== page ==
[VintageIceRacersNY] FW: [NYIceRacers] Reminder # 2

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Casey/Seneca Saw Works

May 20, 2010, 7:58:56 AM5/20/10
to Vintage Ice Racers Group


This is a repeat posting to serve as a reminder for an exciting upcoming event.

On June 6'th the Central New York Ice Racing Association (CNYIRA) will be
putting on an entry level Time, Speed, Distance (TSD) Rally.

No, there will be no ice that day as far as we can predict. CNYIRA is made
up of a bunch of motorsports enthusiasts who keep up their skill in the
winter by racing on the frozen lakes around central
New York during the
winter season.  www.cnyira.com <http://www.cnyira.com/>  

All auto enthusiasts are welcome at this event. It will be enjoyable enough
for experienced rallyists while at the same time it will be geared more
towards beginners who would like to find out just how much fun a TSD Rally
can be. Of course the veteran Rallyists can always use some practice to keep
that skill level up. While this is a great place for novice Rallyists to

The entry fee is only $20.

The CNYIRA June 6'th TSD Rally will be starting and finishing at the Quaker
Steak and Lube on
Walters Road in Solvay, NY. Registration will be open from
noon until 1:15 PM. There will be a short rally school at 12:30 PM and a
mandatory driver's meeting at 1:15. The first car will leave the start at
1:30 PM. The event will cover about 120 miles and take about 3-1/2 to 4
hours to complete. This will be a standard TSD Rally .. no gimmicks,
scavenger hunts, or trick questions.

TSD Rallies are traversed over public roads within the legal speed limit.
The challenge is to drive on time, arriving at points along the route
neither early nor late (it's NOT a race). The competition here is against
the clock and doing the route precisely at speed, not being the fastest.
Each team needs a simple watch which can be synchronized to match official
time, a working odometer, as well as something to write on and with.

Cars will start at one minute intervals. The first section, a short 10-15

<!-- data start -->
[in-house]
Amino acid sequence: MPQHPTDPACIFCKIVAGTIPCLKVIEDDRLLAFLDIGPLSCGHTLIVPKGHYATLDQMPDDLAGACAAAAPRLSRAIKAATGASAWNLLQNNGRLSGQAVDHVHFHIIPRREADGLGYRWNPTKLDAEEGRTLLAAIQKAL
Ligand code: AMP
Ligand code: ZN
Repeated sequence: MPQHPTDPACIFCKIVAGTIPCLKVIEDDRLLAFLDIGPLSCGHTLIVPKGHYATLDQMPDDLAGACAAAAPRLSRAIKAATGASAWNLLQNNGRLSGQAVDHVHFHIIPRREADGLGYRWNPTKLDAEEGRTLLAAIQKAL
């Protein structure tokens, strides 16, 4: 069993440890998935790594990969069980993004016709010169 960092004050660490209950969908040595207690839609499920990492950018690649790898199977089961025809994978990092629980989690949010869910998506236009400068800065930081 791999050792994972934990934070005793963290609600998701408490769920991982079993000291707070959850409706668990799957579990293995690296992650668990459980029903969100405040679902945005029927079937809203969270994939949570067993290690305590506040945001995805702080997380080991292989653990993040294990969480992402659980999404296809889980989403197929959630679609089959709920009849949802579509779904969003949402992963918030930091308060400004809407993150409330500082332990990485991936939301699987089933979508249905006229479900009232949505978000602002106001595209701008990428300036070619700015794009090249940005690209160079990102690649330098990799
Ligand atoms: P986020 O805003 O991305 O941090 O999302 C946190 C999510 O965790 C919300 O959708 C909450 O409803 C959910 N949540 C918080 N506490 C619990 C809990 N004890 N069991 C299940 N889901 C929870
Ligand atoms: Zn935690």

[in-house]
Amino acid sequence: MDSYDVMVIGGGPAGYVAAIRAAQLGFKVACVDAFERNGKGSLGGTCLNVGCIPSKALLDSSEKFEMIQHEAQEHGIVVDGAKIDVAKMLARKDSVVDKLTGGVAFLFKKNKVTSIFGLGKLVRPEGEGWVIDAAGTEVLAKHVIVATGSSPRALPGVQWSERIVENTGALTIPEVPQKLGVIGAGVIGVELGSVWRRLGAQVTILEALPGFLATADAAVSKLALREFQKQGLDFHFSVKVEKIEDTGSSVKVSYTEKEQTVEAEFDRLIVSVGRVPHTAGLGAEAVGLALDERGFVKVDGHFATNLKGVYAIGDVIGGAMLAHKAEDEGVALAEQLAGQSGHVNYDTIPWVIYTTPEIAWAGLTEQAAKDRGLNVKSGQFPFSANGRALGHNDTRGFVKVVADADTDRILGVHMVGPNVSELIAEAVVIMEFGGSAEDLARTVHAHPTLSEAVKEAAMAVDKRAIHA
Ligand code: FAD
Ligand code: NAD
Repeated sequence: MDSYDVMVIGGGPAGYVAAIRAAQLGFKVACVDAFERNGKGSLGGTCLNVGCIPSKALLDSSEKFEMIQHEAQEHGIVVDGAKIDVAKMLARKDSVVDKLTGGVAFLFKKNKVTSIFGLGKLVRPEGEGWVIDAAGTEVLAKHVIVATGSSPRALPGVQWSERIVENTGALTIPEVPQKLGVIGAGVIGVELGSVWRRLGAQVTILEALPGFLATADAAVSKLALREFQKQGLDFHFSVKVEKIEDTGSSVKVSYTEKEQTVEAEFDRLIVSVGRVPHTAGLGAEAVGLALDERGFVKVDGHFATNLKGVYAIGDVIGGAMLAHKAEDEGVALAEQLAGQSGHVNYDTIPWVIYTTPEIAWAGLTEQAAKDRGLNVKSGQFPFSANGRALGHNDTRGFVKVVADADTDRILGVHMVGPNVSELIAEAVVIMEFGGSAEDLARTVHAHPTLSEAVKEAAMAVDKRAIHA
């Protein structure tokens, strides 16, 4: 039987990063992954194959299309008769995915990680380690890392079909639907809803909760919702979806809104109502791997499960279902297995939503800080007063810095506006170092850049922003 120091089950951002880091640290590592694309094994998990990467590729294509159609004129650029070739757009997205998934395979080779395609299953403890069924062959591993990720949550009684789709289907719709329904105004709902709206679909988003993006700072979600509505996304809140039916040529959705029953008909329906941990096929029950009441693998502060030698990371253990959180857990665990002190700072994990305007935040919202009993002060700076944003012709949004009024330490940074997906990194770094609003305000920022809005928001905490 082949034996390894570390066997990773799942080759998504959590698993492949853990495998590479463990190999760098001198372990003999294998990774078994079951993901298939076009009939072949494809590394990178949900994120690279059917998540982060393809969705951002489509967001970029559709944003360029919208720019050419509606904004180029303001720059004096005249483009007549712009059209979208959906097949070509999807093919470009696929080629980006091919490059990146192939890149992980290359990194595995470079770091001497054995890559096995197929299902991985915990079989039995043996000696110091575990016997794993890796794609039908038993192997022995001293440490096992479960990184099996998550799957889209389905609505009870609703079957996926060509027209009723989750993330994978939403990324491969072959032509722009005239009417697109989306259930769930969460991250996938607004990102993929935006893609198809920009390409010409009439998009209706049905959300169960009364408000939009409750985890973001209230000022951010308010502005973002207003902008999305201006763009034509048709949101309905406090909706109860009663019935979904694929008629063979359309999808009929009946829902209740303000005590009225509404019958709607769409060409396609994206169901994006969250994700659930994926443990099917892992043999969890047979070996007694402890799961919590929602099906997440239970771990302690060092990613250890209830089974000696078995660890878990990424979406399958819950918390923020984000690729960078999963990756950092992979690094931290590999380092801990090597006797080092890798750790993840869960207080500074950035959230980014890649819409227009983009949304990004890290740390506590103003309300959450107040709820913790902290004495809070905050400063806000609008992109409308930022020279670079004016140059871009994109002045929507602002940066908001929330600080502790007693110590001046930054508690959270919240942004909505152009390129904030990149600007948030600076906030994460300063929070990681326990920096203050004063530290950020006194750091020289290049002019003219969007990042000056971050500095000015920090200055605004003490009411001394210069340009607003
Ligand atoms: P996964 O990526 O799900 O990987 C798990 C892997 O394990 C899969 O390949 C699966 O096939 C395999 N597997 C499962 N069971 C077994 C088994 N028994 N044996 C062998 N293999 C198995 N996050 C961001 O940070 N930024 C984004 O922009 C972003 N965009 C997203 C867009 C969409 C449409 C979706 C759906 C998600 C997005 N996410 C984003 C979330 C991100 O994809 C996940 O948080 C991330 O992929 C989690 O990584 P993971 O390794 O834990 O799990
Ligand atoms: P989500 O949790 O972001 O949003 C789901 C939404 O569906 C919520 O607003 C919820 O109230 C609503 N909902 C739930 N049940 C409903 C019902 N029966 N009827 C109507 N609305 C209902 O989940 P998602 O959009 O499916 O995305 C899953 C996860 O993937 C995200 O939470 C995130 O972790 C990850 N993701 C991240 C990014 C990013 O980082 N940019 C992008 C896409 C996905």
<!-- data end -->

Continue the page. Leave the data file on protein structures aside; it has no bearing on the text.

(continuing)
mile route, is called the "Odometer Calibration Zone," and is used to
calibrate the rally car's odometer to the official mileage used to measure
the course by the Rallymaster. After this section, the competition really
begins, as you must follow the course using the instructions in the route
book, as well as the general instructions that govern the rally. Meanwhile,
you must also stay on time, based on the average speeds given in the
instructions at various points through the routes.

A rally is really a contest of precision. At various points, unknown to the
competitors, timing controls (checkpoints) will be encountered. Since the
Rallymaster knows the exact distance and speeds you should have traveled to
reach the checkpoint, the "perfect time" of arrival can be calculated. You
are timed at the moment you reach the control, and will receive penalty
points for arriving either early OR late. You are then given information
about the last leg, as well as a time to start the next leg, and a clean
start to challenge the clock. This is a contest of precision, not a race,
and each leg is scored separately. If you are early or late at one control,
you cannot make up for it by being late or early at the next. At the
conclusion, scores for all legs are totaled, and the lowest score wins (just
like golf). Sound easy? Well, just as in golf, it takes practice to get very
good scores.

Regardless of how well you score, rallying is a lot of fun if you like to
spend time in your car, see some scenery, and spend time with congenial
people. Rallies usually end at a location where munchies and beverages are
available. You can join the rest of the crowd in discussing how the event
went and how you did, while waiting for the final scores to be calculated
and trophies to be awarded.  

A TSD Rally is a time-speed-distance contest with straight-forward course
following. There is never a deliberate attempt to lead the contestant off
course, and typically redundant/confirming instructions are provided if
there is an apparent opportunity to get lost. Since there is less challenge
in staying on course, the competition usually either tests the driver with
challenging roads, and/or tests the navigator with precise calculations. A
typical National Tour rally with a minimum of 24 controls is won with an
average of less than one point per control, and often with less than 10
points total (or a total error for the day of under 6 seconds!).

We hope this will be the first of many more CNYIRA warm weather driving
events to come.

For more information contact Rallymaster, Mike Mazoway at


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